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Bryan-College Station, Bell County to receive additional cases of antimalarial drug used to treat COVID-19 patients

1st results in on Gilead coronavirus drug; more study needed
Posted at 3:27 PM, May 26, 2020
and last updated 2020-05-26 16:35:50-04

Bryan-College Station and Bell County have been selected by the state to receive additional cases of an antimalarial drug that has been used to treat COVID-19 patients.

The drug, remdesivir, will be distributed across three hospitals in the Bryan-College Station area and Baylor Scott & White Medical Center in Bell County. Brazos County initially received two cases of the treatment, while Bell County initially received one case.

"The Lone Star State continues to prioritize the health of our fellow Texans and ensure that medical providers across the state have the supplies needed to respond to COVID-19,” said Governor Abbott. “I am grateful to our partners at the U.S. Department of Health and Human Services for providing these cases of remdesivir to communities across the state of Texas. Texas will continue to act swiftly to provide for our hospitals, secure treatment for patients, and slow the spread of COVID-19."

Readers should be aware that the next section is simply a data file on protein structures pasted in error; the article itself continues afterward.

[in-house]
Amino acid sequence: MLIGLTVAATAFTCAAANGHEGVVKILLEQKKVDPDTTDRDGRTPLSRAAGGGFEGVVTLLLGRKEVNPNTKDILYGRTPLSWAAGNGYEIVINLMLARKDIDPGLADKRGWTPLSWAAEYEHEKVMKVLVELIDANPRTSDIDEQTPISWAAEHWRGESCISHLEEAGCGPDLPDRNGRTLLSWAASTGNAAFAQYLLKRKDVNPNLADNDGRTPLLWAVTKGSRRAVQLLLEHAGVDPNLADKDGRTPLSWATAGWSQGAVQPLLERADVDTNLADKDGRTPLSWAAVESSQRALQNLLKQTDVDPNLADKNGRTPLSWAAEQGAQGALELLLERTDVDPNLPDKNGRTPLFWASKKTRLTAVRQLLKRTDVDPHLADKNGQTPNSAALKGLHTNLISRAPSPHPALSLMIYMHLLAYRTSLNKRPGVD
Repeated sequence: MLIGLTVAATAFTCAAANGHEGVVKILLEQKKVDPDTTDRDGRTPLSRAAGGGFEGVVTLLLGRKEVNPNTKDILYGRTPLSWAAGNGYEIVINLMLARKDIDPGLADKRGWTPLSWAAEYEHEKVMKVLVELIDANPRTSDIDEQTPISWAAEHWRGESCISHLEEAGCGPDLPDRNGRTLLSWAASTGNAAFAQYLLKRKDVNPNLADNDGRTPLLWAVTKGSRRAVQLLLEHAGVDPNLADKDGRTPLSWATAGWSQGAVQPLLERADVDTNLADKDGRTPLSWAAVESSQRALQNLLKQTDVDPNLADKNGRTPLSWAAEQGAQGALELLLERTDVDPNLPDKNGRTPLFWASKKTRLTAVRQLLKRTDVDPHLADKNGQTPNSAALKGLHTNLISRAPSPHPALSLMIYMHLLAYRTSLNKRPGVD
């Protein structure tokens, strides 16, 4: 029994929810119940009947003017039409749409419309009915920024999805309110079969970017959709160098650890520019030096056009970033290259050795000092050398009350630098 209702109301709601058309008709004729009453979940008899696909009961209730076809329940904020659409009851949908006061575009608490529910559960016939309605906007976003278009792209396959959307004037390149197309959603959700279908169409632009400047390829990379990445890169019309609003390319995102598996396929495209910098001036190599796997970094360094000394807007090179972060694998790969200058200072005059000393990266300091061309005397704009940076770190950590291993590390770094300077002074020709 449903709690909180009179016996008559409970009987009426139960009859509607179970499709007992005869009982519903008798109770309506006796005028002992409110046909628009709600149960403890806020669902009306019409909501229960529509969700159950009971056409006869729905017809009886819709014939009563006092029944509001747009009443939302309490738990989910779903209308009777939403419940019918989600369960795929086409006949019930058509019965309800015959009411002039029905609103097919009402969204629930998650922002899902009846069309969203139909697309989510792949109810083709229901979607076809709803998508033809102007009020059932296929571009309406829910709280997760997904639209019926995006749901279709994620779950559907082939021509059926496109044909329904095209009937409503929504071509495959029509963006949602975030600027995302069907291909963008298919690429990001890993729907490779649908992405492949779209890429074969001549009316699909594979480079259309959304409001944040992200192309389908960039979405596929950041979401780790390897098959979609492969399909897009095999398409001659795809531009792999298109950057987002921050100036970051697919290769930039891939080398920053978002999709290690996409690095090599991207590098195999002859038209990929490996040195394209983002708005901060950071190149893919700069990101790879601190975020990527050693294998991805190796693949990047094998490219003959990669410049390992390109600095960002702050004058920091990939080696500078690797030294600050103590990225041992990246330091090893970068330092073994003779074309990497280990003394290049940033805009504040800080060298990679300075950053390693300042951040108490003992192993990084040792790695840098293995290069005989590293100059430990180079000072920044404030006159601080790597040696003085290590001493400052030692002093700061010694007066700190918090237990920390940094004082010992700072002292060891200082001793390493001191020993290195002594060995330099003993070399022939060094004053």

Remdesivir has shown promise in early trials in speeding up the recovery time among hospitalized COVID-19 patients. Preliminary results from a clinical trial showed the average recovery time among patients who received remdesivir was 11 days versus 15 days with a placebo.

The state says the medication is being distributed according to COVID hospitalizations at the county level to ensure it is getting to where it is most needed. Additionally, the powdered formulation allows for the treatment of pediatric patients, so children’s hospitals are included in the distribution.

It is up to medical staff to determine how the drug will be used, however it must be prescribed in accordance with the Food and Drug Administration's Emergency Use Authorization.

The supply is part of a donation from drug maker Gilead.